4. Lepercolonist says:

    The public health fanatic lives in a world in which everything is killing him, and the only real purpose in life is to delay death as long as possible.

    The WHO says that red meat is probably carcinogenic. Paradoxically, many elite athletes are thriving on the Carnivore Diet. Only meat, eggs and water. Some have been on this diet for over 20 years. This is the diet of Inuits and Massai people. More BS from the experts at the WHO.

  5. waltc says:

    Ross:
    just saw your comment from yesterday about Sherman’s. Checked the new website you linked to which is indeed discouraging, reads like it was written by Public Health, and yes, the buyout by Altria is potentially alarming if they change the product or process, but I don’t think they have.

    . Meanwhile, the paper gets to be officially firesafe w/o added chemicals or speed bumps–they just use untreated rice paper which apparently still meets the standards. I smoke Sherman’s MSD Gold (gold being the govt-approved euphemism for light, though the taste is still strong); used to smoke their brown Natural Lights. Forget why I switched and of course they couldn’t be called Lights any more. So far I only notice that since Altria took over, the insert no longer says Natural or Additive -free but instead says “only fine tobacco” which may also reflect a government language mandate or be part of Altria’s born again PC, but, if you read through a squint, it still means no additives.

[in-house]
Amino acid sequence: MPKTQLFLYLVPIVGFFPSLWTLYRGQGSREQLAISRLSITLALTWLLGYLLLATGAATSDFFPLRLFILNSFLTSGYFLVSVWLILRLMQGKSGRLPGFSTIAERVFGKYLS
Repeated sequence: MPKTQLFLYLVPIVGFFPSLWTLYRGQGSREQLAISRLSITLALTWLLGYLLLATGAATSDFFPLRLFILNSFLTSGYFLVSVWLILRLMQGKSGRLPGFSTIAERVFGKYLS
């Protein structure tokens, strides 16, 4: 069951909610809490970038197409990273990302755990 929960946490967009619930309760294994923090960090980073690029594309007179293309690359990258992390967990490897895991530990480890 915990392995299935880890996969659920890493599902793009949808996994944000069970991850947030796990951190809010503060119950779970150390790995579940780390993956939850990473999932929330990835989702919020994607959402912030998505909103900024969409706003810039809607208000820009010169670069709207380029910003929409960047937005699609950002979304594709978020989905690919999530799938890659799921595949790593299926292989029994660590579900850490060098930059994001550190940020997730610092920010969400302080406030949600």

6. beobrigitte says:

    I’m wondering when the satanic forces of Public Health will launch a ferocious attack on Christmas.
    Who is Public Health? Why is Public Health interested in destroying Christmas for older people who want their relatives to remember how much of a good time they had?
    Let’s face it, the government(s) give a sh*t about pensioners. My pension wasn’t paid BEFORE Christmas so I could make it last for 5 weeks or more as I was used to when I was in employment. The government figures that old people don’t do Christmas. So they’ll have to wait. WHO cares, anyway?

    Anti-smokers you think you live 10 years longer? I wish you 100 years – on TAXED pension, of course.
    I’m glad I invested wisely.